With digital circulars, grocery marketers can use their existing assets — combining the print and video marketing they are already producing. We’re seeing grocery retailers effectively bring their brand and value directly to customers’ Facebook and Instagram feeds by featuring social-savvy engaging video posts. One grocer the StitcherAds team worked with used this space to draw attention to its loyalty program. Utilizing the style guidelines of their loyalty program, they enriched the look of their member card with light animation for a thumb-stopping effect.
2. Creating tailored-to-user digital circulars.
An IDC and Precima study released this year discovered that 52% of food shoppers want to receive personalized promotions via digital channels.
This tailored-to-user approach would be incredibly complex and costly to execute via print. Some might have the misconception that it’s challenging to achieve on social, too. But, the TL;DR here is that personalizing content to a wider audience doesn’t mean doing more work.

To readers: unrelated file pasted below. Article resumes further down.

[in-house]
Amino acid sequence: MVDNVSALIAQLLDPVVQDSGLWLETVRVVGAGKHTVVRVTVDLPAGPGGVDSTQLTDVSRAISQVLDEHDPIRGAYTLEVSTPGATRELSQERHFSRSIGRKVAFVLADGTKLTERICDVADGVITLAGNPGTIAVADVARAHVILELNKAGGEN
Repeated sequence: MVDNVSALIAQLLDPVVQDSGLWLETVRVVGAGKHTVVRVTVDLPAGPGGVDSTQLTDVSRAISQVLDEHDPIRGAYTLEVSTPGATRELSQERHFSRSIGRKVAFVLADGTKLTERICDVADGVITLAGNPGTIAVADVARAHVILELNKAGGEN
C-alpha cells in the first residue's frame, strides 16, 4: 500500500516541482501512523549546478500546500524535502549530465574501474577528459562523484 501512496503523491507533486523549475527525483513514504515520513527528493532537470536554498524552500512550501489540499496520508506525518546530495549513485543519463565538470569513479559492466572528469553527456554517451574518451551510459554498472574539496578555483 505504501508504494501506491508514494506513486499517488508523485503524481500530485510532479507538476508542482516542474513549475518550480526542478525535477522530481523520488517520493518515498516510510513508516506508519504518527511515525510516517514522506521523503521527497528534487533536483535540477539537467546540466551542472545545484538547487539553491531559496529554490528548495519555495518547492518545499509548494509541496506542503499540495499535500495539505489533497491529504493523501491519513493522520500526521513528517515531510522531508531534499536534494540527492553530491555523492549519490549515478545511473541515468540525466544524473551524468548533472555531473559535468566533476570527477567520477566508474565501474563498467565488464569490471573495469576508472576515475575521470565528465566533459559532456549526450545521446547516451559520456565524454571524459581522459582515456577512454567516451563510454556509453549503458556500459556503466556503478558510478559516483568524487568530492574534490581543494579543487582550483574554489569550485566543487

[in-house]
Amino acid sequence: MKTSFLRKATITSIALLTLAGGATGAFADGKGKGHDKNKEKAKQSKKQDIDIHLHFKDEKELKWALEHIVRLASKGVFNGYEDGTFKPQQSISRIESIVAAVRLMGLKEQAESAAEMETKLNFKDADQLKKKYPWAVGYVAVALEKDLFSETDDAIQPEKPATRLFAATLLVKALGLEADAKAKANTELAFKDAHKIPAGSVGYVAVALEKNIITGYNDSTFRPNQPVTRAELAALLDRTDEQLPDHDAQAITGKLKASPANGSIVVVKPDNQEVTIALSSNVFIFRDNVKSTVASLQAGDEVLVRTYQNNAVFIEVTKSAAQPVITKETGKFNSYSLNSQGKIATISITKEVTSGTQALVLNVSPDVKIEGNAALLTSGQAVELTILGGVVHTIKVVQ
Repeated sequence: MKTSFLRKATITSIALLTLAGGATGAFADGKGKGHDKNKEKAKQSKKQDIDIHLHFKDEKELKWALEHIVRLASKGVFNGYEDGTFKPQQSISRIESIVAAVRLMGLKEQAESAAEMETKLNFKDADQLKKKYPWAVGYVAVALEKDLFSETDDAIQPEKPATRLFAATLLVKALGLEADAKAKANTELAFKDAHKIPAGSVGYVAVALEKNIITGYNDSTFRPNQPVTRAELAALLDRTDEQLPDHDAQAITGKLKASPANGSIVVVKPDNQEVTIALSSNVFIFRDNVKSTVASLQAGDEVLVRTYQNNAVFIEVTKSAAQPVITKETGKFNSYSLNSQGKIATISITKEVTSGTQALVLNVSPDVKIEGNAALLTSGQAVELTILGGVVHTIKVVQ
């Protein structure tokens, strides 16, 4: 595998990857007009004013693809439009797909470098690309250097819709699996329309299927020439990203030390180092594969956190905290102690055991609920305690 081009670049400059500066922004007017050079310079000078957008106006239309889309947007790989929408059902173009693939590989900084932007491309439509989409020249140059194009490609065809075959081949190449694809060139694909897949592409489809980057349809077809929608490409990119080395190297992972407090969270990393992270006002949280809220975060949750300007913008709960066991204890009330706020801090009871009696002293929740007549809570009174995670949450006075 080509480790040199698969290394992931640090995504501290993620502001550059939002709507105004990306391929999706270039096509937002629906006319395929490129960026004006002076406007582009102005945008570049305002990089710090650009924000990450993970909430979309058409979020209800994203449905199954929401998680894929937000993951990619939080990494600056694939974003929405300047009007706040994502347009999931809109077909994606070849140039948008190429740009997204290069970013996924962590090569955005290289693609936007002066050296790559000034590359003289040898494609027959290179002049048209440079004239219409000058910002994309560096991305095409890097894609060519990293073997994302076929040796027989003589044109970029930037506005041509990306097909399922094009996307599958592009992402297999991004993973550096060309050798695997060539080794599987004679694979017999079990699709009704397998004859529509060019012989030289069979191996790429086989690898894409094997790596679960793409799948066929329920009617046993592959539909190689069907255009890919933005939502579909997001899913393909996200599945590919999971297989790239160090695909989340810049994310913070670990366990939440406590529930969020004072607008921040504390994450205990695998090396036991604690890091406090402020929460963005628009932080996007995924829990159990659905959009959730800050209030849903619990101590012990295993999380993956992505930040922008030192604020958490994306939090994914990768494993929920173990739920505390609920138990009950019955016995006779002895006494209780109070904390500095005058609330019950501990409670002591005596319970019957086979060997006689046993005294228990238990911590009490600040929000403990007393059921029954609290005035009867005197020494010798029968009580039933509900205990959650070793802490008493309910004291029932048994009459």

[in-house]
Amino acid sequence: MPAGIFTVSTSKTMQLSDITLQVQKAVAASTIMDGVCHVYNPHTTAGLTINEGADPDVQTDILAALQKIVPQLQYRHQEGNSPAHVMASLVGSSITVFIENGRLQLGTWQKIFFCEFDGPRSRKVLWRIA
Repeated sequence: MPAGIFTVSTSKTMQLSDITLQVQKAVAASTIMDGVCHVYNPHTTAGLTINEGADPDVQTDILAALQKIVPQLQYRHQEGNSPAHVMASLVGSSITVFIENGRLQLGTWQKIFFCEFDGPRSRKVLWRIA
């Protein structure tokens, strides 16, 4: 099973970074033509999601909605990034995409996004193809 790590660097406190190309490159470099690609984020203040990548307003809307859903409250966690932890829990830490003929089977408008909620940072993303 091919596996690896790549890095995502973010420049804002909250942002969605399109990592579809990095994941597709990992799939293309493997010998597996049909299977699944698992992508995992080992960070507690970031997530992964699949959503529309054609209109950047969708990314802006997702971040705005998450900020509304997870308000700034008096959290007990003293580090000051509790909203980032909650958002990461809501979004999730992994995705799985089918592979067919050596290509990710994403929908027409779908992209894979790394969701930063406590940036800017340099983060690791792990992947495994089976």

Digital circulars on Facebook and Instagram automate the process and make it cost-effective to produce at scale. Grocers that work with StitcherAds are doing it by leveraging first- and third-party data as well as Facebook’s behavioral insights. Instead of targeting every consumer in a specific region with one flier, some grocers are creating personalized circulars based on gender, location, age, purchase history and other factors.
For example, a 20-year-old who lives in a dorm room and frequently stops at her local supermarket for snacks, school supplies and mascara will see a digital circular with those items at the forefront. With her thumb, she can navigate her feed quicker than I can blink. She won’t spend time sifting through products she has no use for, like facial shaving cream or baby food.
3. Delivering information in real time.
The last thing a shopper wants is to get excited about a great deal that’s been presented to them, only to arrive at a physical store to discover the product is no longer available at that location. In fact, in the age of Amazon it’s almost unfathomable to most of us.